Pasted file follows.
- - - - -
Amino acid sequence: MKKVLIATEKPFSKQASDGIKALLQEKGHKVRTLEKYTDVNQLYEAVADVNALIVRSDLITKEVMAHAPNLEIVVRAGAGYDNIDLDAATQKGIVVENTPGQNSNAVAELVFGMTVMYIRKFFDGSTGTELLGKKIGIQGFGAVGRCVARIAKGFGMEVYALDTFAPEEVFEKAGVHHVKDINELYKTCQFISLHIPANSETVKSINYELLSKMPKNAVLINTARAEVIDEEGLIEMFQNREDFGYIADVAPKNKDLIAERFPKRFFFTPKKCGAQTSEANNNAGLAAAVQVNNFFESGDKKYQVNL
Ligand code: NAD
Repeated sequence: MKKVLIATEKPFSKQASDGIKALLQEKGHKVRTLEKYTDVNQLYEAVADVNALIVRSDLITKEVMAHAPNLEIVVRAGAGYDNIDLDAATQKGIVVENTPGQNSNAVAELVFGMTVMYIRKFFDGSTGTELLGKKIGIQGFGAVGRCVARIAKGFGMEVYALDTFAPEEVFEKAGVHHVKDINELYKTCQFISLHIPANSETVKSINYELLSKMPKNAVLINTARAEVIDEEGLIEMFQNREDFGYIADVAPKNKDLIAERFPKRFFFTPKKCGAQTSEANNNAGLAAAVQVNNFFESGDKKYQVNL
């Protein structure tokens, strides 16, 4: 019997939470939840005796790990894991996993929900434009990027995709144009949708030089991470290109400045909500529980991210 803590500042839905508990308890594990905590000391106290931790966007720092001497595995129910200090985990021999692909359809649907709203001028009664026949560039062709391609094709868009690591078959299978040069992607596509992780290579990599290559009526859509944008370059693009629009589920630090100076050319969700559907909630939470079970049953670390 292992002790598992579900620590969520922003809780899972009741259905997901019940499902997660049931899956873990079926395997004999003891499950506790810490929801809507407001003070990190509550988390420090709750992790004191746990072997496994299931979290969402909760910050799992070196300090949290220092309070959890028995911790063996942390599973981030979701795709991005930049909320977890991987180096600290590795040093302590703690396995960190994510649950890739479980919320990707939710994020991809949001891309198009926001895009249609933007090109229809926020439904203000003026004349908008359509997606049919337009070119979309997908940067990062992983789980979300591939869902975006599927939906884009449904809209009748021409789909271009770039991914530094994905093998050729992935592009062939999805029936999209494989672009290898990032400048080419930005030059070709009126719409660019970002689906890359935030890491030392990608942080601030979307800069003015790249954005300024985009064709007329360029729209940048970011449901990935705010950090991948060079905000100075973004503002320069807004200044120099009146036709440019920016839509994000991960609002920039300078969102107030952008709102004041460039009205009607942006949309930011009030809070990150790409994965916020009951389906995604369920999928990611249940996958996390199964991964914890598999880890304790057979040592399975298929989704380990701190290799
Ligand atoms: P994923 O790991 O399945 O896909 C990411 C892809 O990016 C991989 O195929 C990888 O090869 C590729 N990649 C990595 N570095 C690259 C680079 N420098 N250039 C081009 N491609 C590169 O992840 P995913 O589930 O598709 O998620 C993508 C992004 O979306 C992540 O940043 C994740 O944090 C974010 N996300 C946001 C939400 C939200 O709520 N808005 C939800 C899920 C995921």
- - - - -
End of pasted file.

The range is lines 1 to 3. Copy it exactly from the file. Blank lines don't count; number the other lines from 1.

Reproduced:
Amino acid sequence: MKKVLIATEKPFSKQASDGIKALLQEKGHKVRTLEKYTDVNQLYEAVADVNALIVRSDLITKEVMAHAPNLEIVVRAGAGYDNIDLDAATQKGIVVENTPGQNSNAVAELVFGMTVMYIRKFFDGSTGTELLGKKIGIQGFGAVGRCVARIAKGFGMEVYALDTFAPEEVFEKAGVHHVKDINELYKTCQFISLHIPANSETVKSINYELLSKMPKNAVLINTARAEVIDEEGLIEMFQNREDFGYIADVAPKNKDLIAERFPKRFFFTPKKCGAQTSEANNNAGLAAAVQVNNFFESGDKKYQVNL
Ligand code: NAD
Repeated sequence: MKKVLIATEKPFSKQASDGIKALLQEKGHKVRTLEKYTDVNQLYEAVADVNALIVRSDLITKEVMAHAPNLEIVVRAGAGYDNIDLDAATQKGIVVENTPGQNSNAVAELVFGMTVMYIRKFFDGSTGTELLGKKIGIQGFGAVGRCVARIAKGFGMEVYALDTFAPEEVFEKAGVHHVKDINELYKTCQFISLHIPANSETVKSINYELLSKMPKNAVLINTARAEVIDEEGLIEMFQNREDFGYIADVAPKNKDLIAERFPKRFFFTPKKCGAQTSEANNNAGLAAAVQVNNFFESGDKKYQVNL